No problem.
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« Reply #10 on: August 24, 2012, 04:27:44 PM »

Hahaha. That's the exact picture I posted before that upset Habte. Oh well.

Sorry, Severian, for not catching the "in the liturgy" part. Now that you point that out, I don't understand PP's objection at all.

I presume pp also missed the 'in the liturgy part' and made the assumption Severian was talking about something like RC adoration services. What you and Severian describe is no different from what EO's do so obviously wouldn't be a problem for reunion.
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« Reply #11 on: August 24, 2012, 04:30:01 PM »

^Thanks. What about the Armenian use of unleavened bread?

PS- @Witega Who is the Saint in your avatar?
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« Reply #12 on: August 24, 2012, 05:50:05 PM »

IMO use of unleavened bread is an issue but other than that I don't think non-Byzantine practices will cause any problem once people get used to the idea that there's more to Orthodoxy than Constantinopole and Moscow.

Especially if one reads the canons.
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« Reply #13 on: August 24, 2012, 09:26:42 PM »


Greetings in that Divine and Most Precious Name of Our Lord and Savior Jesus Christ!

Hahaha. That's the exact picture I posted before that upset Habte. Oh well.


I didn't upset me, it just makes me uncomfortable.  However, I post images that equally make some folks uncomfortable, so its all fair game so long as our intentions are not just to offend. In the Ethiopian tradition we have many icons which  are not accepted in the Byzantine Church, and so I admit I've also posted these and others which are offensive to some folks here, and for that I do humbly apologize.

In Ethiopian tradition, that photograph would be sacrilege, but I can respect our sister jurisdictions Traditions Smiley

stay blessed,
habte selassie
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« Reply #14 on: August 24, 2012, 09:51:15 PM »


In Ethiopian tradition, that photograph would be sacrilege, but I can respect our sister jurisdictions Traditions Smiley

stay blessed,
habte selassie

Just out of curiosity, why? Is there a link to a previous thread where this was discussed?
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« Reply #15 on: August 24, 2012, 09:59:10 PM »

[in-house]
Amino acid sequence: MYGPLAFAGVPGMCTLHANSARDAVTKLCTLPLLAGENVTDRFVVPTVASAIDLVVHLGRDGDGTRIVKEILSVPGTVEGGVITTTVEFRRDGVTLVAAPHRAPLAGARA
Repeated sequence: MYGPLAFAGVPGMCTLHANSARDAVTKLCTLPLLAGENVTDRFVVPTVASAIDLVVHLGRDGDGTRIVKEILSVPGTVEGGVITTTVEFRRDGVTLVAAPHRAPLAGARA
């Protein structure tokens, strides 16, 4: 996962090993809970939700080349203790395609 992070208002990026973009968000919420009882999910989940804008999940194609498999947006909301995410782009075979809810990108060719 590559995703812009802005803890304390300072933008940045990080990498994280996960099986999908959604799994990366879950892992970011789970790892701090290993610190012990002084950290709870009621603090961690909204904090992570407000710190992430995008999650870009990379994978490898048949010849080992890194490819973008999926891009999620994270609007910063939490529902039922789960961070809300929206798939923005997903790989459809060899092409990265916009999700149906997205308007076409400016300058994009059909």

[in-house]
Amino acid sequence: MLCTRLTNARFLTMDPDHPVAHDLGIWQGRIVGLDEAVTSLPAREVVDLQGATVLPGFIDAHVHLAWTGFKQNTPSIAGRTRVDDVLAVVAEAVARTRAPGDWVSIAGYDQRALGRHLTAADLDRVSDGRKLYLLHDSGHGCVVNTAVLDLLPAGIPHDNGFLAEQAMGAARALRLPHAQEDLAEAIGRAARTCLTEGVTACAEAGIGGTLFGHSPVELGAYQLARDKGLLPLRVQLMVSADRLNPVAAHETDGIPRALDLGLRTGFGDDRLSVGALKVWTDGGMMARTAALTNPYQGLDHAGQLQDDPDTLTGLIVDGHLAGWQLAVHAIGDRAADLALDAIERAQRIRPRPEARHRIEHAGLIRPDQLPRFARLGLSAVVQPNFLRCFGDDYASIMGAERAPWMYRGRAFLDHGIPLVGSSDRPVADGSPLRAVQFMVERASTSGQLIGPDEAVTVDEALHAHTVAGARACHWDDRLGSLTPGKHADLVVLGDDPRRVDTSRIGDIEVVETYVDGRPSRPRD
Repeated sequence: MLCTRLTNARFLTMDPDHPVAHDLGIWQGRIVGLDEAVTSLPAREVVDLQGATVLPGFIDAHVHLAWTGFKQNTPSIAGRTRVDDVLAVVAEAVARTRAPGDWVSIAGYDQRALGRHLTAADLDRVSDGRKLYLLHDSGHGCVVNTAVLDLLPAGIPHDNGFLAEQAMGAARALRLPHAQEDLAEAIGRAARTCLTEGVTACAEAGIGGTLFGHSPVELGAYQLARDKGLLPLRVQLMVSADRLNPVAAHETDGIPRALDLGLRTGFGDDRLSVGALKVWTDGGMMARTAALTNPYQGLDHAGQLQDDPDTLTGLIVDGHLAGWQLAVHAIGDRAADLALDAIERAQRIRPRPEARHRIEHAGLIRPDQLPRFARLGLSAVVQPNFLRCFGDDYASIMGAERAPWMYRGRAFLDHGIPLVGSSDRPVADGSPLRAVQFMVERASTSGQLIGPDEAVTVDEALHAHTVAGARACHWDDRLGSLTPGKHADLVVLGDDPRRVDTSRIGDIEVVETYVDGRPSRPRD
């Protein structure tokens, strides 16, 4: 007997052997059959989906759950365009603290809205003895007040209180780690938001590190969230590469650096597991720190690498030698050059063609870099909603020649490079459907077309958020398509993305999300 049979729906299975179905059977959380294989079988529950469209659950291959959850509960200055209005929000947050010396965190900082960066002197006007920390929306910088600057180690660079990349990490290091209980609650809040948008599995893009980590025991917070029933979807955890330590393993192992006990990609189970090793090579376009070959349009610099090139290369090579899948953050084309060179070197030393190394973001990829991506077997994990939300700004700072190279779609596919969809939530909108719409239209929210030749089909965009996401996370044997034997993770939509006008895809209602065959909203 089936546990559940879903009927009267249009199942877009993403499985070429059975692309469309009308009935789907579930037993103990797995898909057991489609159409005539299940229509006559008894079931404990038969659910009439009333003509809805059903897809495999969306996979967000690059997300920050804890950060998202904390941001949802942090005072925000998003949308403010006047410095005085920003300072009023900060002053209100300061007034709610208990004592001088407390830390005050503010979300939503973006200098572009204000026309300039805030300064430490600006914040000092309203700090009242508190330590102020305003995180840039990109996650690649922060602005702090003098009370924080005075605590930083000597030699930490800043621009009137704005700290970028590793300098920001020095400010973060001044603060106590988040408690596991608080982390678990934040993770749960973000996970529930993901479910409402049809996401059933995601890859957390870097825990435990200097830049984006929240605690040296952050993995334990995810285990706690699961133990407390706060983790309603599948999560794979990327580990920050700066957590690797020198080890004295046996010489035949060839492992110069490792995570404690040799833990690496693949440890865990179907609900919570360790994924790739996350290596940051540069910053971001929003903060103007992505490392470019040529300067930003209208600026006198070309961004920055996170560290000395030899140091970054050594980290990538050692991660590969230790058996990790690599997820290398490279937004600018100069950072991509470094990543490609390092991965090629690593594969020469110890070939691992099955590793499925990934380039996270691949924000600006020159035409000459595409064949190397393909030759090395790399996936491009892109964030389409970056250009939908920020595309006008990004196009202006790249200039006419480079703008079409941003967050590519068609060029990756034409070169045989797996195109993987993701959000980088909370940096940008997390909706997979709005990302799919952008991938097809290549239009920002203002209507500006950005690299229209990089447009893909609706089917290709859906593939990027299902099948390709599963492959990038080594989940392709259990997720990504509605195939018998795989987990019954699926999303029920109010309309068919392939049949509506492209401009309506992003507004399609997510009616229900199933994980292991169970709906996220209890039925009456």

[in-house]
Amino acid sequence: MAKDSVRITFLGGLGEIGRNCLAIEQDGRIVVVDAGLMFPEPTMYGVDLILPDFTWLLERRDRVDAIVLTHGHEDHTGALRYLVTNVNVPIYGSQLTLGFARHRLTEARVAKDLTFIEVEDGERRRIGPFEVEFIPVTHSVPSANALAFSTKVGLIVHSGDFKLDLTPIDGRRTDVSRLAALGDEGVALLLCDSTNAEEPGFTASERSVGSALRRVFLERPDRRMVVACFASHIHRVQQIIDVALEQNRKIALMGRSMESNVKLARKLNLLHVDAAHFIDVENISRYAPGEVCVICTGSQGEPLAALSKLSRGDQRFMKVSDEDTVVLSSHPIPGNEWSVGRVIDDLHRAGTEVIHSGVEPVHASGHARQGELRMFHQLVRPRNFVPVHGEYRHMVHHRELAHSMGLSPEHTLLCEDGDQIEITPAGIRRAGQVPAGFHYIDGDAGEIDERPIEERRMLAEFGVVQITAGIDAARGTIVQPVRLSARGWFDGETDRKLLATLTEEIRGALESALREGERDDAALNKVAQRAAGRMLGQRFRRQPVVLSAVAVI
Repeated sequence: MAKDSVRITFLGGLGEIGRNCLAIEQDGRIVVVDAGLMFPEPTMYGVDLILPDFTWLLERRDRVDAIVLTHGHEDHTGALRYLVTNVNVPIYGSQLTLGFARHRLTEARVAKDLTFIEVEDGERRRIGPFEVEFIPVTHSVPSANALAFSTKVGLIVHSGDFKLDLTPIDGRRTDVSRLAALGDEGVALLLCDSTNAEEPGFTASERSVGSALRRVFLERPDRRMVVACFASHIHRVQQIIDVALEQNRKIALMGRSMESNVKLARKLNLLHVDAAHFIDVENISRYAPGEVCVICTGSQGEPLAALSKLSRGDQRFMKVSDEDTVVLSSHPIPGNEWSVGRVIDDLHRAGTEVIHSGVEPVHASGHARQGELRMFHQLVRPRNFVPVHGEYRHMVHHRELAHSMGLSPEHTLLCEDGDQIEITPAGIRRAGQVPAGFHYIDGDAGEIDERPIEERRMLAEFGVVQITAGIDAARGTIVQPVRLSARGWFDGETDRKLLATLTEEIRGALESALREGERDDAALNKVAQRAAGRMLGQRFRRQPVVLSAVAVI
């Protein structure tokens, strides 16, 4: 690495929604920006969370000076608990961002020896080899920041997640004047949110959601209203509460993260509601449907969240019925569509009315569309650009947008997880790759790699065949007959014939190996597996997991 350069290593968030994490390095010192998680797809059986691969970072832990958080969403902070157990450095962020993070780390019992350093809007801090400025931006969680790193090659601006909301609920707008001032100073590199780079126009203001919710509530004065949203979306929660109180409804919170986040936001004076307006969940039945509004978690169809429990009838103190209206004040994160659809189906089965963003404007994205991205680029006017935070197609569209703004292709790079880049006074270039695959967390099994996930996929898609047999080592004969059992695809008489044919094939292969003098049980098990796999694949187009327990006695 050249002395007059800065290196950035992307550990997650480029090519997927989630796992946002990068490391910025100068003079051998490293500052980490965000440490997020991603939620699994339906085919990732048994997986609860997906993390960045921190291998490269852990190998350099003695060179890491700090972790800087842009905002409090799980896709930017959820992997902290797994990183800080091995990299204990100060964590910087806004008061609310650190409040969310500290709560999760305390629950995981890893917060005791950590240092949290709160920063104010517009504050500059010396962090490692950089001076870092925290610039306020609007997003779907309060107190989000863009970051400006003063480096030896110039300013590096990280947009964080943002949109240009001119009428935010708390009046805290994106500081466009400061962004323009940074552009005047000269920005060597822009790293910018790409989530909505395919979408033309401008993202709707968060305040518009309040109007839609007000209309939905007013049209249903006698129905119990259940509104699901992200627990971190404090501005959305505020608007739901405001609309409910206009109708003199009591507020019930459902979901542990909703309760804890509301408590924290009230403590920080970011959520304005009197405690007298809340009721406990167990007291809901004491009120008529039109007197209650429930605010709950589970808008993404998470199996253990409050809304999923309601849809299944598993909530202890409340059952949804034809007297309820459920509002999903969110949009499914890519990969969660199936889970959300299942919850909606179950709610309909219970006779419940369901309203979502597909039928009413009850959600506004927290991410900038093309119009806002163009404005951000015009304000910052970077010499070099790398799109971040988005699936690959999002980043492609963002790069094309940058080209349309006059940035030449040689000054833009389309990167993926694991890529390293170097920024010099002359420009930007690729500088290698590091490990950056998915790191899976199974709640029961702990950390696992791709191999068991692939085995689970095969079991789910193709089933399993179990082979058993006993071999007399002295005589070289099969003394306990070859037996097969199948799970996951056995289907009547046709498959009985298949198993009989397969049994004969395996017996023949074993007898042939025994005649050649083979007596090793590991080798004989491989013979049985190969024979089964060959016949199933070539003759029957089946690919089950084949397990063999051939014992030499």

Greetings in that Divine and Most Precious Name of Our Lord and Savior Jesus Christ!


In Ethiopian tradition, that photograph would be sacrilege, but I can respect our sister jurisdictions Traditions Smiley

stay blessed,
habte selassie

Just out of curiosity, why? Is there a link to a previous thread where this was discussed?

Well, technically if a priest or deacon took the picture it would be good and legal (that picture is from inside the altar and only ordained clergy can do inside), however culturally it would be considered in terribly poor taste.  It is impolite even just to talk about the details of Holy Communion, let alone to have that photograph of the priests' celebration.  Some people take photographs of their babies first Communion, but I understand that photograph was of when the priests were about to take Holy Communion. In the Ethiopia Church this is when the curtain is closed and the view to Altar blocked.  It isn't opened again until the Communion is brought out for the people.  If we close the curtain, it is for a reason, and to take a picture of what is happening behind the closed curtain would be the same error as peaking inside, which of course would be so sacrilegious that I'm not quite sure anyone would even try it Wink



stay blessed,
habte selassie
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« Reply #16 on: August 24, 2012, 10:30:28 PM »

In the Ethiopia Church this is when the curtain is closed and the view to Altar blocked.  It isn't opened again until the Communion is brought out for the people.  If we close the curtain, it is for a reason, and to take a picture of what is happening behind the closed curtain would be the same error as peaking inside, which of course would be so sacrilegious that I'm not quite sure anyone would even try it Wink

Just curious. Do all OO churches close off the altar for parts of the Liturgy, or does this vary?
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« Reply #17 on: August 24, 2012, 10:40:17 PM »

I am putting this here under the assumption it will not turn polemical. Would various OO Eucharistic practices hinder reunion? For example, Copts separating the body and blood (which is the older practice, btw), we also adore the body and blood in the Liturgy. Also, the Armenian use of unleavened bread, which AFAIK defies certain EO canons.

Discuss!

1.  "EO" offer distinct body and blood when celebrating Liturgy of St. James
2.  "EO" adore the Body and Blood in Liturgy
3.  Azymes a bit more sticky, but possible to work through imo
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« Reply #18 on: August 25, 2012, 04:17:40 AM »

The only issue I'd have is the adoration. I just feel that the Eucharist is for eating.

PP

Byzantine churches adore Eucharist too. It's done during pre-sanctified liturgies.
Do you mind posting the text of this adoration?